So you’ve decided (or you’re being forced) to take the SAT. And someone (a teacher, a parent, or a friend) told you that taking practice tests is important. Well, they’re right!
And what exactly is the difference between the words “all right” and “alright”?
We’ll answer three of those four questions below.
Here are three basic guidelines for SAT prep:
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Most students don’t find practice tests fun, but they’re one of the most useful tools out there for figuring out your strengths and weaknesses and simulating the test day experience. There are two primary reasons to take practice tests while you’re preparing for the SAT:
At 3 hours long (not including the optional essay, breaks, and pre-test bubbling), the SAT is a beast of an exam.
For most students, it’s by far the longest test that they’ve ever taken. And just like you wouldn’t train for a marathon by just showing up on race day and running 26.2 miles with no training, you shouldn’t show up to your SAT exam without having rehearsed taking a full test.
There are two types of test-taking problems. The first kind of problem is content related. You just don’t know what to do when you come up against a particular problem. That issue can and should be fixed in an untimed environment outside of practice tests.
But the other kind of problem is with timing itself. Maybe you know what to do, but when it comes to putting the puzzle together you’re running out of time on a section, or a particular problem type is taking way longer than it should.
These are the sorts of issues you’re only going to notice (or be able to fix) by taking a full practice test. Use practice tests as times to identify these sorts of problems and work on fixing them!
There’s no one schedule that’s going to work for every student. If you start preparing early, then you might only want to take a practice test once every couple of months. But for most students, your practice test schedule should look something like this:
It’s not just the score that’s important, it’s looking at what you’re doing well and where you need more work.
If you’re stressing about the test, it’s tempting to try to take as many tests as possible to make sure you’re preparing as much as possible. While that might feel good, it’s not actually going to help as much as you think it will. Here’s why: Practice tests are good for practice, not for learning.
When you’re taking a practice test, you should be getting better at timing, stamina, and performing under pressure. But what you’re not doing is learning and practicing new and better approaches to do individual problem types. The time you spend taking practice tests is time you aren’t spending learning new or reviewing material. Both are important, so make sure you balance learning and practicing.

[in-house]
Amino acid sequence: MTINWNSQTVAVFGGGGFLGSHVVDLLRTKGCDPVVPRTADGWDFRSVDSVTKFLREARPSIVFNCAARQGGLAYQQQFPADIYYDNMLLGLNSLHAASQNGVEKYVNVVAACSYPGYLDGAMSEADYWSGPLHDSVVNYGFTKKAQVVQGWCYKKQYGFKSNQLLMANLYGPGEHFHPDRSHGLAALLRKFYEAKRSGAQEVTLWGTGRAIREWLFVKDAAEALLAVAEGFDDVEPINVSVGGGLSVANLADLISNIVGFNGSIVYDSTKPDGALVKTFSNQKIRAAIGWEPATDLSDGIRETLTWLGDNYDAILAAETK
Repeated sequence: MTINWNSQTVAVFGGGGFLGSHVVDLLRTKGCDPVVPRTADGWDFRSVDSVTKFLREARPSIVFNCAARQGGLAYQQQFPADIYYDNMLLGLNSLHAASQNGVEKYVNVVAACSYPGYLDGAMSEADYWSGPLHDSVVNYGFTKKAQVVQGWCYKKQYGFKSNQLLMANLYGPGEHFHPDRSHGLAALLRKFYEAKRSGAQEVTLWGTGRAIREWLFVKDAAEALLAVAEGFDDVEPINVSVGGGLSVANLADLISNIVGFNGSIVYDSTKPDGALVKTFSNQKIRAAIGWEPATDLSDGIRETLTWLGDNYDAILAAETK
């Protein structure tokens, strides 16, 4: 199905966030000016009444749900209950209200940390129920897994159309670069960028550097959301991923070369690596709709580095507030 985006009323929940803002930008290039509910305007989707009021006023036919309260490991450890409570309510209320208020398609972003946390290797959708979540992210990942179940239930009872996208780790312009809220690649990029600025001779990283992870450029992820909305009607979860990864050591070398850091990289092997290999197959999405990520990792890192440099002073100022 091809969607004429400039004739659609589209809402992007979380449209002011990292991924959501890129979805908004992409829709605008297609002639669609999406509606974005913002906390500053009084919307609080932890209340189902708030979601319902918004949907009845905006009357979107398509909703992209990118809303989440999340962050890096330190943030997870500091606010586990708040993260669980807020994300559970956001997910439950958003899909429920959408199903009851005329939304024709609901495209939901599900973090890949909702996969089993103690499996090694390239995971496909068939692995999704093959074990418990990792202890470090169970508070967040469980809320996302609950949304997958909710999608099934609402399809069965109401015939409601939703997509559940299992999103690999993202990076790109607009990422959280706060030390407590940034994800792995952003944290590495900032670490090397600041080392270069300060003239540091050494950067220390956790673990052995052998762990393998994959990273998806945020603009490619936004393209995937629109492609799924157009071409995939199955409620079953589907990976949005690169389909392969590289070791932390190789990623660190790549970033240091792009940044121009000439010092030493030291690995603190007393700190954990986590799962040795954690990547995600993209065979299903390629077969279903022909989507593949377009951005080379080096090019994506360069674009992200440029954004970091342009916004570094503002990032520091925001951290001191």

You also need time to learn from your practice tests. Taking a practice test is great practice by itself. But learning from your mistakes is what’s really important. By spacing out your practice tests, you can make sure that you’re giving yourself time to practice new habits so you aren’t solidifying bad ones.
Focus on taking tests that have been given as actual released practice tests! That means to prioritize tests #5-#10 on the College Board website (Tests #1-#4 were written before the “new” SAT was administered for the first time in 2016 and were never administered).
FYI, College Go offers personalized practice test feedback and an 8-week study group to help you get the best score possible
Yeah, a couple!
If you can, take practice tests in “unfriendly” places.
It’s really tempting to take practice tests from the comfort of your bed, but unfortunately your testing room isn’t going to be nearly as comfy. Put your phone away, turn off Spotify, find a quiet space, and get used to sitting for four hours (with breaks) at a desk someplace other than your bedroom. It’ll be less comfortable in the moment, but it’ll make the transition to the testing center on test day less jarring.
Also, try and take your practice tests at the same time of day that you will be sitting for the official SAT. So if your exam is scheduled for 9am, take your practice tests at 9am too.
Remember that the act of taking a practice test is only half the battle.
Make time to thoroughly review your practice tests. Don’t just focus on what you got right and wrong. Think about how you spent your time, why you made careless mistakes, and what you want to change about your approach next time to do even better!
But more than anything else: remember that the best performances sometimes come after the worst dress rehearsals. Even if a particular practice test score isn’t all that you want it to be, focus on the process and all the work you’ve put in.
Join the next 8-week SAT study group, join the conversation in the CC Community Test Prep forums, or read more about preparing for admissions tests.
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